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Web Search Basic Skills

Six Basic Web Search Skills You Need to Have

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There are a few tried and true web search methods that will work in virtually any search engine and directory.Here are six basic web search skills you need to have in order to have truly successful web searches.

Web Search Basics

  • Keywords. The more narrowed down you can get your Web searches from the beginning, the more successful your Web search usually will be. For example, if you were searching for "coffee", you'd get way more results back than you could use; however, if you narrowed that down to "roasted Arabica coffee", you'd be more successful.
  • Phrases. If you're looking for an exact phrase, put it in quotes. Otherwise, you'll come back with a huge jumble of results. Here's an example: "long haired cats." Your search will come back with these three words in proximity to each other and in the order you intended them to be, rather than scattered willy-nilly on the site.
  • Use Basic Math.Broaden or narrow your search efforts by using add and subtract. For example, you are searching for Tom Ford, but you get lots of results for Ford Motors. Easy - just combine a couple of Web search basics here to get your results: "tom ford" -motors. Now your results will come back without all those pesky car results.
  • Wildcards. You can use "wildcard" characters to throw a broader search net in most search engines and directories. These wildcard characters include *, #, and ?, with the asterisk being the most common. Use wildcards when you want to broaden your search. For example, if you are looking for sites that discuss trucking, don't search for truck, search for truck*. This will return pages that contain the word "truck" as well as pages that contain "trucks", "trucking", "truck enthusiasts", "trucking industry", and so on. You can find out more about wildcard searches in my article titled How to Do a Wildcard Search.
  • Find the Word. Sometimes you might get back a page that you have no idea why it was returned; especially if it's a long, wordy document. Just hit Ctrl (at the bottom left of your keyboard), then F (for find), and then type in the text you are looking for. Voila! Your word or phrase is now highlighted.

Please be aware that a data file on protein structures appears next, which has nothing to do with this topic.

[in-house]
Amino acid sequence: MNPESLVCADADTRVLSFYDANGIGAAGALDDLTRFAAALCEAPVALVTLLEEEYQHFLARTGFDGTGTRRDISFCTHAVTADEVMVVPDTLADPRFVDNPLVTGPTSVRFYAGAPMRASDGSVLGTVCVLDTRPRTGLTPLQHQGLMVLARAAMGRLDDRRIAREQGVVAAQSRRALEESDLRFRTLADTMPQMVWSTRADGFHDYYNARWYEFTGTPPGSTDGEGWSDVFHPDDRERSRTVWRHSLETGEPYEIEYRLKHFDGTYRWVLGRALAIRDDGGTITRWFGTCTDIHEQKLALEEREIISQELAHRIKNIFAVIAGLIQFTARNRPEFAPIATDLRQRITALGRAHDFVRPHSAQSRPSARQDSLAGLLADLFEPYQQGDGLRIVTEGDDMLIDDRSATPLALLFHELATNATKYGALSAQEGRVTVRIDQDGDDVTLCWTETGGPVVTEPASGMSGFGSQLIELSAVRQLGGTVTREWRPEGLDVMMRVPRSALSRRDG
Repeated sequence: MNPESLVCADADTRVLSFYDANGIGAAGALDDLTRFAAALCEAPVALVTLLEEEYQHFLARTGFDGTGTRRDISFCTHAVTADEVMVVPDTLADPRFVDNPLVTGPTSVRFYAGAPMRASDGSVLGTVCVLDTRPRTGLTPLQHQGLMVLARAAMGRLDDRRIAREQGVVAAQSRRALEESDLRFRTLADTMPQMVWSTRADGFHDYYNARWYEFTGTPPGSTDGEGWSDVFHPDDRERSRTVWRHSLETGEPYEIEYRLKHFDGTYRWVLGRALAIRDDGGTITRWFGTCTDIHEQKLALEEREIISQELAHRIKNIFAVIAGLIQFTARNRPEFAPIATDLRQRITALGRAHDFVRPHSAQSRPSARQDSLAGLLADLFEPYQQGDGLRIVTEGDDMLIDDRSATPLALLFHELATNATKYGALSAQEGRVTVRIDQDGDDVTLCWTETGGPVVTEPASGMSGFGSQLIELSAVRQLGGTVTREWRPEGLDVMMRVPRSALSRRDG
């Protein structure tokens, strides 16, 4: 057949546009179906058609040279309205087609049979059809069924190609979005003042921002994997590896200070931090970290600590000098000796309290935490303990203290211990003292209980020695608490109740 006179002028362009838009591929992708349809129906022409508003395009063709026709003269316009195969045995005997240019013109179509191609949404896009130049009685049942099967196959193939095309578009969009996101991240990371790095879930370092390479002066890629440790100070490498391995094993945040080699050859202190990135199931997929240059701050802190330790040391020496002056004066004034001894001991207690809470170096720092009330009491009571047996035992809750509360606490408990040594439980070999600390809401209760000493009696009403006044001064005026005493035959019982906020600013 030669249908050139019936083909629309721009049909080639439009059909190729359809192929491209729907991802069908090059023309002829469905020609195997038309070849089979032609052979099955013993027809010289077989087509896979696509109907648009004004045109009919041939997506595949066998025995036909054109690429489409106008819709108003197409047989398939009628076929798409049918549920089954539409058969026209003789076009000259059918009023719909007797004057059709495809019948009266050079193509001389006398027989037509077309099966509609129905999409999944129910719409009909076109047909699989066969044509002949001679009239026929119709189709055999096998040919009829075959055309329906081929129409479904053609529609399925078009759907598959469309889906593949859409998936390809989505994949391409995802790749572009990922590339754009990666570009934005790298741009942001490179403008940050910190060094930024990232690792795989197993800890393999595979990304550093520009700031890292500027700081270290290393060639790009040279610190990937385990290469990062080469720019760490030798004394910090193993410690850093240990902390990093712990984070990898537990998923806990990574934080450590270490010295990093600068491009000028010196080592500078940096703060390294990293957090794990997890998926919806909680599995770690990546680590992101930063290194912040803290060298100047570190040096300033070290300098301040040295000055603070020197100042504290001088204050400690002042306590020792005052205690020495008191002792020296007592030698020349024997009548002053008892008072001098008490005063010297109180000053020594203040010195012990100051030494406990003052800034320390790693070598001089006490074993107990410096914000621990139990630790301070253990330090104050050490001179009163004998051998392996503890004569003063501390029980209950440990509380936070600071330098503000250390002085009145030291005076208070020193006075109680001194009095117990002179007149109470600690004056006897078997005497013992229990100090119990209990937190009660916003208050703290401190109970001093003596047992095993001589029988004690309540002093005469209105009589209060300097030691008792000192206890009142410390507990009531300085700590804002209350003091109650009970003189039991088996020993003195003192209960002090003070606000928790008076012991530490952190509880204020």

• Guess.If you have basic knowledge of how URL's are constructed, you can "guess" the location of a particular site. For example, commercial sites will be "sitename.com", college and university sites will be "sitename.edu", non-profit organizations will be "sitename.org", and so on.
  • Don't Give Up. If you're just starting out learning how to search the Web, it's easy to be overwhelmed with just the sheer amount of information that is available to you, especially if you're searching for something very specific. Don't give up! Keep trying, and don't be afraid to try new search engines, new Web search phrase combinations, new Web search techniques, etc.

These tips, while pretty generic, will greatly increase your chances of having a successful Web search experience. Don't be afraid to try new methods; experiment a little with your Web search strings and see what happens. Want to learn more about searching the Web? Try these articles:

  • Web Search 101-How To Search The Web:Want to learn how to search the Web? This is the best place to start! Learn how to search the Web faster, make your Web searches more efficient, learn about search engines, and become a more precise Web searcher.
  • How To Pick A Search Engine:Pick the best search engine for your searching needs with Search Engines 101, a great way to explore more of your search topic, try a new search engine, and search more of the Web.

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